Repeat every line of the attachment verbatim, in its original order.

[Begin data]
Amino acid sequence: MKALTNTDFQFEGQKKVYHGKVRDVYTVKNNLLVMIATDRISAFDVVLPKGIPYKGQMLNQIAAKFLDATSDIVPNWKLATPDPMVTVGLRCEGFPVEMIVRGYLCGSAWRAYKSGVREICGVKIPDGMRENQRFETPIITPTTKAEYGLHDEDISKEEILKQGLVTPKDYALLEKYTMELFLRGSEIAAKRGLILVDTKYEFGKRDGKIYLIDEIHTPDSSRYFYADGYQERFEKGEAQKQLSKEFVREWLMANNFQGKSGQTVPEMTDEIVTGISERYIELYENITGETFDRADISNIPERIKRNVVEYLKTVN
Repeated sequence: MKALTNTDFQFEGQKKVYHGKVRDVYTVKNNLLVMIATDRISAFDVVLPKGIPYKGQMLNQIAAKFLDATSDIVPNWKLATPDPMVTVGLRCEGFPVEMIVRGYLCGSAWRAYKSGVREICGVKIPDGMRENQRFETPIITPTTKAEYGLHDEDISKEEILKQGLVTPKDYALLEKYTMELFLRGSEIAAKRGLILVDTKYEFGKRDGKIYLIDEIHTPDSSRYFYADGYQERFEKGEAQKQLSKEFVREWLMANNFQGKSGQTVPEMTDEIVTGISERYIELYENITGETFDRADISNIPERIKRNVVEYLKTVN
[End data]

Amino acid sequence: MKALTNTDFQFEGQKKVYHGKVRDVYTVKNNLLVMIATDRISAFDVVLPKGIPYKGQMLNQIAAKFLDATSDIVPNWKLATPDPMVTVGLRCEGFPVEMIVRGYLCGSAWRAYKSGVREICGVKIPDGMRENQRFETPIITPTTKAEYGLHDEDISKEEILKQGLVTPKDYALLEKYTMELFLRGSEIAAKRGLILVDTKYEFGKRDGKIYLIDEIHTPDSSRYFYADGYQERFEKGEAQKQLSKEFVREWLMANNFQGKSGQTVPEMTDEIVTGISERYIELYENITGETFDRADISNIPERIKRNVVEYLKTVN
Repeated sequence: MKALTNTDFQFEGQKKVYHGKVRDVYTVKNNLLVMIATDRISAFDVVLPKGIPYKGQMLNQIAAKFLDATSDIVPNWKLATPDPMVTVGLRCEGFPVEMIVRGYLCGSAWRAYKSGVREICGVKIPDGMRENQRFETPIITPTTKAEYGLHDEDISKEEILKQGLVTPKDYALLEKYTMELFLRGSEIAAKRGLILVDTKYEFGKRDGKIYLIDEIHTPDSSRYFYADGYQERFEKGEAQKQLSKEFVREWLMANNFQGKSGQTVPEMTDEIVTGISERYIELYENITGETFDRADISNIPERIKRNVVEYLKTVN